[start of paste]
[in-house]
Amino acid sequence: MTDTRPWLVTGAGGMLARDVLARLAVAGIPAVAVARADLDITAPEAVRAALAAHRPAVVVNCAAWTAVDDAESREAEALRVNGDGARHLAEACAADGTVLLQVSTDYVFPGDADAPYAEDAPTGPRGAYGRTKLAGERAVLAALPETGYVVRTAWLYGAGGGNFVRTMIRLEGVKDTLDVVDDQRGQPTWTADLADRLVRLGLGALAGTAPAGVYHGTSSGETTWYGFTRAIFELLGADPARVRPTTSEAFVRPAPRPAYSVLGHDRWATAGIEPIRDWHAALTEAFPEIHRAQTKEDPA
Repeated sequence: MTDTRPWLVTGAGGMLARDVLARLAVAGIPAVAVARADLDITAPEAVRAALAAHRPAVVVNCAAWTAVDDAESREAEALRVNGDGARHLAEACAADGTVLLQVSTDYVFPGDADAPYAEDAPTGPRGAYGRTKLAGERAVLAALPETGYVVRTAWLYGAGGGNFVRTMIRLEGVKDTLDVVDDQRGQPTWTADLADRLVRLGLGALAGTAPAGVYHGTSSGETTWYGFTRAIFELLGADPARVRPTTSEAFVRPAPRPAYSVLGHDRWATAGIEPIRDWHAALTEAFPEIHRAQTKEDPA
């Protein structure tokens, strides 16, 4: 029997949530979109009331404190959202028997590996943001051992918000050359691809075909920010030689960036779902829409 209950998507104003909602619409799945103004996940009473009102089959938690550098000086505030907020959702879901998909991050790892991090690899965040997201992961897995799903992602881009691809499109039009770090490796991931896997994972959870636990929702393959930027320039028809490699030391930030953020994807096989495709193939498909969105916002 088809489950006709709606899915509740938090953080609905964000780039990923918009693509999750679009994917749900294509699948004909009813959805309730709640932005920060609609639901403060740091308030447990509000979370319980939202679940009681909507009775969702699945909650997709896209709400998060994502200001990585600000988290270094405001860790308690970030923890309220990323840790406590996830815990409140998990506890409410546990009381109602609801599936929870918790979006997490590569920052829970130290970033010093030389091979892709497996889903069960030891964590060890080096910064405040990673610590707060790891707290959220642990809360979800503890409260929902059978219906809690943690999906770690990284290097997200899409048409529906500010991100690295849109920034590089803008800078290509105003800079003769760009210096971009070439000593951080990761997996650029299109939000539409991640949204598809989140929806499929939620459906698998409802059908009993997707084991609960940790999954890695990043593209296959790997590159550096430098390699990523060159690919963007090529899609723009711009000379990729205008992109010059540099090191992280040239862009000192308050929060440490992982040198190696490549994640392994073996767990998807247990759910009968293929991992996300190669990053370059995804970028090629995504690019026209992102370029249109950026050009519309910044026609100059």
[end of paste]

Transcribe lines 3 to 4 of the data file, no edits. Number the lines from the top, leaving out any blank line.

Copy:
Repeated sequence: MTDTRPWLVTGAGGMLARDVLARLAVAGIPAVAVARADLDITAPEAVRAALAAHRPAVVVNCAAWTAVDDAESREAEALRVNGDGARHLAEACAADGTVLLQVSTDYVFPGDADAPYAEDAPTGPRGAYGRTKLAGERAVLAALPETGYVVRTAWLYGAGGGNFVRTMIRLEGVKDTLDVVDDQRGQPTWTADLADRLVRLGLGALAGTAPAGVYHGTSSGETTWYGFTRAIFELLGADPARVRPTTSEAFVRPAPRPAYSVLGHDRWATAGIEPIRDWHAALTEAFPEIHRAQTKEDPA
């Protein structure tokens, strides 16, 4: 029997949530979109009331404190959202028997590996943001051992918000050359691809075909920010030689960036779902829409 209950998507104003909602619409799945103004996940009473009102089959938690550098000086505030907020959702879901998909991050790892991090690899965040997201992961897995799903992602881009691809499109039009770090490796991931896997994972959870636990929702393959930027320039028809490699030391930030953020994807096989495709193939498909969105916002 088809489950006709709606899915509740938090953080609905964000780039990923918009693509999750679009994917749900294509699948004909009813959805309730709640932005920060609609639901403060740091308030447990509000979370319980939202679940009681909507009775969702699945909650997709896209709400998060994502200001990585600000988290270094405001860790308690970030923890309220990323840790406590996830815990409140998990506890409410546990009381109602609801599936929870918790979006997490590569920052829970130290970033010093030389091979892709497996889903069960030891964590060890080096910064405040990673610590707060790891707290959220642990809360979800503890409260929902059978219906809690943690999906770690990284290097997200899409048409529906500010991100690295849109920034590089803008800078290509105003800079003769760009210096971009070439000593951080990761997996650029299109939000539409991640949204598809989140929806499929939620459906698998409802059908009993997707084991609960940790999954890695990043593209296959790997590159550096430098390699990523060159690919963007090529899609723009711009000379990729205008992109010059540099090191992280040239862009000192308050929060440490992982040198190696490549994640392994073996767990998807247990759910009968293929991992996300190669990053370059995804970028090629995504690019026209992102370029249109950026050009519309910044026609100059």